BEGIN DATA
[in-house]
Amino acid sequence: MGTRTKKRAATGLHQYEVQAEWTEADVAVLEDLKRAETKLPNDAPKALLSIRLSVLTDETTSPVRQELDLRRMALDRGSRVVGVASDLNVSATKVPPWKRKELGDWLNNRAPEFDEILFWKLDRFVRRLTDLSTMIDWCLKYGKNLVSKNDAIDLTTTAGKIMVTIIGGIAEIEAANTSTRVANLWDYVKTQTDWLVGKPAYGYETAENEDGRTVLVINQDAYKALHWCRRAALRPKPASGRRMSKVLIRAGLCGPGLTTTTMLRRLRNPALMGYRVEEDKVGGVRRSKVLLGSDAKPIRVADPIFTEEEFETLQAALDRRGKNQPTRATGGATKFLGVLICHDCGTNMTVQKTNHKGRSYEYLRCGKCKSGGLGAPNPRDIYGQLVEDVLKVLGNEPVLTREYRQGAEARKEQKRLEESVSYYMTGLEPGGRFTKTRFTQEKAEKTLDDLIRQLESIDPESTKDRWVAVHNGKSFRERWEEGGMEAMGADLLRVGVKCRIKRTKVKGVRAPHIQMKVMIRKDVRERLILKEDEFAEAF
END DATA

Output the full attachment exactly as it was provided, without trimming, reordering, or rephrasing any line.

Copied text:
[in-house]
Amino acid sequence: MGTRTKKRAATGLHQYEVQAEWTEADVAVLEDLKRAETKLPNDAPKALLSIRLSVLTDETTSPVRQELDLRRMALDRGSRVVGVASDLNVSATKVPPWKRKELGDWLNNRAPEFDEILFWKLDRFVRRLTDLSTMIDWCLKYGKNLVSKNDAIDLTTTAGKIMVTIIGGIAEIEAANTSTRVANLWDYVKTQTDWLVGKPAYGYETAENEDGRTVLVINQDAYKALHWCRRAALRPKPASGRRMSKVLIRAGLCGPGLTTTTMLRRLRNPALMGYRVEEDKVGGVRRSKVLLGSDAKPIRVADPIFTEEEFETLQAALDRRGKNQPTRATGGATKFLGVLICHDCGTNMTVQKTNHKGRSYEYLRCGKCKSGGLGAPNPRDIYGQLVEDVLKVLGNEPVLTREYRQGAEARKEQKRLEESVSYYMTGLEPGGRFTKTRFTQEKAEKTLDDLIRQLESIDPESTKDRWVAVHNGKSFRERWEEGGMEAMGADLLRVGVKCRIKRTKVKGVRAPHIQMKVMIRKDVRERLILKEDEFAEAF